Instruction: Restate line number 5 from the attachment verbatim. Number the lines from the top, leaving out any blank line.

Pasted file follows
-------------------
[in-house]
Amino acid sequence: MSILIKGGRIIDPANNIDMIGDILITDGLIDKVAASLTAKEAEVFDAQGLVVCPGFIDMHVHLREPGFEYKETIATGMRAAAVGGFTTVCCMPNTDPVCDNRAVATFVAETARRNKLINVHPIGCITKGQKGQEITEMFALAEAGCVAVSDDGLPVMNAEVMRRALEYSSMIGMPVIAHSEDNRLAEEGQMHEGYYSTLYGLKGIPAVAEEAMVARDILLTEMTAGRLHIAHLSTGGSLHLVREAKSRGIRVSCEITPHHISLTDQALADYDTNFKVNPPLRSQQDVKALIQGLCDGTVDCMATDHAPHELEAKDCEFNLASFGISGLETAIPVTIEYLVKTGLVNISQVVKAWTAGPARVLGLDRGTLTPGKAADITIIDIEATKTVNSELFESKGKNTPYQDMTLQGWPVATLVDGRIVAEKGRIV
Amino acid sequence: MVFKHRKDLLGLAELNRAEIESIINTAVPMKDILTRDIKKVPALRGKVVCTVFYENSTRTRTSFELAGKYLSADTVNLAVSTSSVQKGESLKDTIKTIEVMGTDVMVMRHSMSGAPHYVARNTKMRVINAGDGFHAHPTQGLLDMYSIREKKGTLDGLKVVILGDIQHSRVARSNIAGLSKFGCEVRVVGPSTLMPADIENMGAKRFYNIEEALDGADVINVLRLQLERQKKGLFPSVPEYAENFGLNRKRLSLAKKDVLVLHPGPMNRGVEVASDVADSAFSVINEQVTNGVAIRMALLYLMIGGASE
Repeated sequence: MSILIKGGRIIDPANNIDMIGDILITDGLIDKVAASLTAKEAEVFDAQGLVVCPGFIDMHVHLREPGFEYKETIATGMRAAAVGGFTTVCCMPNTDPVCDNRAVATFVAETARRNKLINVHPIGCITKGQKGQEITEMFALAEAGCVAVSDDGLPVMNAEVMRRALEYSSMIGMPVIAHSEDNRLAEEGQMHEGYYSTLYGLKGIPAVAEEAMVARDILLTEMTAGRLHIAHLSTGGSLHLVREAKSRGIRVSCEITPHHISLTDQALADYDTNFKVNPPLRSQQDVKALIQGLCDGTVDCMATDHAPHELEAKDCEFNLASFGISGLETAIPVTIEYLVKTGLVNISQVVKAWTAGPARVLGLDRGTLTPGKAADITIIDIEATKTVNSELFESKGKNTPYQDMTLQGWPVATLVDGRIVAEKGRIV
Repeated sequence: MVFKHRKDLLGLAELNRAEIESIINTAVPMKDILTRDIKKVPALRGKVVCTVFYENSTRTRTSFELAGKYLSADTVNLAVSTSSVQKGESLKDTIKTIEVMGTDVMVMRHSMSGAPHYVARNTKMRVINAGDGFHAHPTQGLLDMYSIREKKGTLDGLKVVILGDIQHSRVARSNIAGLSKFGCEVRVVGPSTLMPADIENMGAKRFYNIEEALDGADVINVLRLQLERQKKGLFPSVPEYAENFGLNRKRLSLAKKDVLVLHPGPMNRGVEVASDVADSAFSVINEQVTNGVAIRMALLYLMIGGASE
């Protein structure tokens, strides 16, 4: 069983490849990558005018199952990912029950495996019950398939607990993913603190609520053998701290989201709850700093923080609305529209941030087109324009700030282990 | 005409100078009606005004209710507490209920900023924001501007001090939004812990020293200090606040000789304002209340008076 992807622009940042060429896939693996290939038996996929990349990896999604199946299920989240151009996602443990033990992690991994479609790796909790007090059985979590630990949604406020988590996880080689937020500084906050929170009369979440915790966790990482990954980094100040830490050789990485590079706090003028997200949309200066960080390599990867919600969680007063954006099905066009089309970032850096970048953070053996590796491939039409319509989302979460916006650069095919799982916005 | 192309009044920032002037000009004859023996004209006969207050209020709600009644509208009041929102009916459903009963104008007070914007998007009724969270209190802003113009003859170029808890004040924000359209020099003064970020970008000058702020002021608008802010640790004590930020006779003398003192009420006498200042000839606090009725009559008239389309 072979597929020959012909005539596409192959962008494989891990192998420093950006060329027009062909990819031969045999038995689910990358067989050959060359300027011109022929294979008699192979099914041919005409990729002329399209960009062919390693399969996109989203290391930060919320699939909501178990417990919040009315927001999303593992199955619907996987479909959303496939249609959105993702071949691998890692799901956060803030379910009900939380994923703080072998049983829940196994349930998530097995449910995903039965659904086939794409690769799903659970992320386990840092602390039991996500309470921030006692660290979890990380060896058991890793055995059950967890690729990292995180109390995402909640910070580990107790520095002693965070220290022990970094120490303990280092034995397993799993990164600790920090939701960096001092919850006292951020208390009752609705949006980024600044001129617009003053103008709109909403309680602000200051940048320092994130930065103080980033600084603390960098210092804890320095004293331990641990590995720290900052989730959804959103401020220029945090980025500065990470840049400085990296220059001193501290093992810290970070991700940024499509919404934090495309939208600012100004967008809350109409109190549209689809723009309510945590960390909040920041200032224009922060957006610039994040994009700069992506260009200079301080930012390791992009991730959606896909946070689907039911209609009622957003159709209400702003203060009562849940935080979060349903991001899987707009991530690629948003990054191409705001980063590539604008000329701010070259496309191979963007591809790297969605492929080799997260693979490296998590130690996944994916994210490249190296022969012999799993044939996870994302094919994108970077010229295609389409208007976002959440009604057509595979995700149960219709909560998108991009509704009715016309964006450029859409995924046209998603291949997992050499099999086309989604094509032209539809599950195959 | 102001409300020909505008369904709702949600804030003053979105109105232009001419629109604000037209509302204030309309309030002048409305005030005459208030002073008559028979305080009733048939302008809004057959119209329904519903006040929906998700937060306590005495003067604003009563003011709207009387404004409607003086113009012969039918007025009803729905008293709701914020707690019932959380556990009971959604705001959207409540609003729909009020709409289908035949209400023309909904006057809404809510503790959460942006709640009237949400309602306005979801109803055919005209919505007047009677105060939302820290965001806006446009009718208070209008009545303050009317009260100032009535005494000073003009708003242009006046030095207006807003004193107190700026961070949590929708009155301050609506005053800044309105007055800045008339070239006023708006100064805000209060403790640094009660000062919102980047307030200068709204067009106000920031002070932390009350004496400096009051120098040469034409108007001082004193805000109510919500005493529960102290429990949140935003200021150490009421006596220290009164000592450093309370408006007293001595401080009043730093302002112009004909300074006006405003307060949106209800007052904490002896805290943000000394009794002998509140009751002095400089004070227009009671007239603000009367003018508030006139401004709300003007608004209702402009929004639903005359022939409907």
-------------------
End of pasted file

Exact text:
Repeated sequence: MVFKHRKDLLGLAELNRAEIESIINTAVPMKDILTRDIKKVPALRGKVVCTVFYENSTRTRTSFELAGKYLSADTVNLAVSTSSVQKGESLKDTIKTIEVMGTDVMVMRHSMSGAPHYVARNTKMRVINAGDGFHAHPTQGLLDMYSIREKKGTLDGLKVVILGDIQHSRVARSNIAGLSKFGCEVRVVGPSTLMPADIENMGAKRFYNIEEALDGADVINVLRLQLERQKKGLFPSVPEYAENFGLNRKRLSLAKKDVLVLHPGPMNRGVEVASDVADSAFSVINEQVTNGVAIRMALLYLMIGGASE